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Europe’s first underwater restaurant by architectural practice Snøhetta

DEC 13, 2019 | By Aneesha Bhadri
Under, designed by Kjetil Trædal Thorsen, is a 34 metre long structure that breaks the surface of the water to rest directly on the seabed five meters below
Under was built on a barge as a concrete tube shell twenty meters from the site. During submersion the structure floated on its own and was delicately moved to its final location by a separate crane and tugboats. The building was bolted to a concrete slab anchored to the bedrock beneath the seabed
The structure’s thick concrete walls are built to withstand pressure and shock from unpredictable maritime conditions
380 LED lamps are installed on the ceiling panels, illuminating the dining area with subtle light that can be easily adjusted to respond to differing light conditions inside and outside
Half-sunken into the sea, the structure is designed to fully integrate into its marine environment over time, as the roughness of the concrete shell will function as an artificial reef, welcoming limpets and kelp to inhabit it

Feast on delicious Norwegian delicacies as you watch marine creatures drift lazily in blue waters, a few feet away from you. Europe’s first underwater restaurant, embedded in the southernmost spot of the Norwegian coastline, opened its doors this year. Crafted by multidisciplinary design and architecture firm Snøhetta, Under—Norwegian for ‘below’ as well as ‘wonder’—is a 34m long and half submerged monolithic form, with an 11m wide fully emersed window that offers enchanting views of the ever-changing seabed and aquatic life.

Lying against the craggy shoreline, the structure’s thick concrete walls are built to withstand pressure and shock from unpredictable maritime conditions. Like a sunken periscope, the restaurant offers stunning views of the changing seasons, with the colour of the water shifting from a cool, sapphire blue during a chilly winter day, to hazy, emerald green in the summer months, when the algae set in. “Under is a natural progression of our experimentation with boundaries,” says Kjetil Trædal Thorsen, founder and architect of Snøhetta. “In this building, you may find yourself under water, over the seabed, between land and sea. This will offer you novel perspectives of the world, both beyond and beneath the waterline.”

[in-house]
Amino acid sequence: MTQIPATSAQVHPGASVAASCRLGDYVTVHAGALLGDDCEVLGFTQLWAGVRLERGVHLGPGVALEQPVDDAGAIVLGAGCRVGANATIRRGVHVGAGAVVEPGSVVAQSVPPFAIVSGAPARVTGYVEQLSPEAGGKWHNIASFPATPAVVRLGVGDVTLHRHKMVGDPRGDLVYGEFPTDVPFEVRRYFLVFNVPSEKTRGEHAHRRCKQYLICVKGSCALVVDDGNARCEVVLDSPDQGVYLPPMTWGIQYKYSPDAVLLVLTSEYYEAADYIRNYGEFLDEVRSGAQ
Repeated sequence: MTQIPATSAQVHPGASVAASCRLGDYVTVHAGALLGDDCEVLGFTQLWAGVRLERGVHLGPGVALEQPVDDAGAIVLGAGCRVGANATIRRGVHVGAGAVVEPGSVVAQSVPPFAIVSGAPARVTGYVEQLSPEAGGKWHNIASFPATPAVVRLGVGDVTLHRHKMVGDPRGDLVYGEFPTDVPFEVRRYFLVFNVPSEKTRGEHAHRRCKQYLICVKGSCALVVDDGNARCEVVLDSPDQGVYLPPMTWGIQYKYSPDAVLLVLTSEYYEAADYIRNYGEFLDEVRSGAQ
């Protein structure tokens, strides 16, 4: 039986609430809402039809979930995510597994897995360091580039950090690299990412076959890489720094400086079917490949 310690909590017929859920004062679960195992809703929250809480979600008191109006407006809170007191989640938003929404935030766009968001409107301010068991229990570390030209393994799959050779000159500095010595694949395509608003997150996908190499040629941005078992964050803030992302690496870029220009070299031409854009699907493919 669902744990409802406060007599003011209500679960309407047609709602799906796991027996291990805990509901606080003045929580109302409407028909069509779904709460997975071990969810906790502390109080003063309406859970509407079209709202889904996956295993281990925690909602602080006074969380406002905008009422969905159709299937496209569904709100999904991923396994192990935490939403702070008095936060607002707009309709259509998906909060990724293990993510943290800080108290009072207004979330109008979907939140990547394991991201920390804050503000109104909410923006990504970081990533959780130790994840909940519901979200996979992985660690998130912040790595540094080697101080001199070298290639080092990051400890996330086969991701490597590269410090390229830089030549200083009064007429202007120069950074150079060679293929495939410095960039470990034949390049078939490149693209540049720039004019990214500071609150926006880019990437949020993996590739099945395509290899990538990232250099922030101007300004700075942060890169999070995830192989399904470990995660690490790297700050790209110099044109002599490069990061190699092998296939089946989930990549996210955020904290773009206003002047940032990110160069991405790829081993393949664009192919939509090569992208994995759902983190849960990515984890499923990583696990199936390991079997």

Reflecting the ever-changing nature of the colours of the sea, the bespoke interiors follow the shifting hues from a sunset pink to sea green and midnight blue

Upon setting foot indoors, one’s impressions of the rugged, wild outdoors undergo a transformative change—the hushed foyer marks the smooth transition from rough, wooden finishes, with the sweet, lingering scent of timber to elegant, oak clad interiors with furniture exclusively designed for the restaurant. Raw steel railings with brass tube handrails lead downwards to a refined enclave, where the oak ceiling morphs into sumptuous, textile clad interiors. The bespoke textiles that stretch over custom acoustic panels follow the subtly shifting colours of the sun setting over the ocean, accompanying one’s passage down the stairs—the colour deepens from a sunset pink, intense coral and sea green into a midnight blue as one reaches the dining room.

In close collaboration with Hamran, a local carpentry workshop that has cultivated its renowned craftsmanship since 1930, the walls, roof, and floor are all clad in locally harvested Norwegian oak

 

Textured wooden finishes and the sweet scent of timber characterise the entrance of the dining area

The culinary ideology of the restaurant is in sync with that of the building itself. Dining at the restaurant is a journey through the landscape of its locality, Lindesnes—from locally harvested seafood, shells and kelp to wild meat procured during the game season in late fall. Under also functions as a research centre for marine life, as a tribute to the wild fauna of the sea and the rocky coastline of Norway’s southern tip.

The sophisticated lighting system carefully minimises the reflectivity of the panoramic window and highlights the view of sea life outside the restaurant

 

On the mezzanine level and bar area, where the structure touches the sea, a vertical window is cut into the side of the building, extending from above sea level down to the seabed. The window reveals the convergence of sea and air, with the volatile waterline dancing to the intensity of the wind

 

Aequorea victoria, also known as Crystal Jellyfish, as seen through the vertical window between the mezzanine and seabed level

 

The restaurant’s cuisine pays homage to its locality, Lindesnes—from locally harvested seafood to wild meat procured during the game season in late fall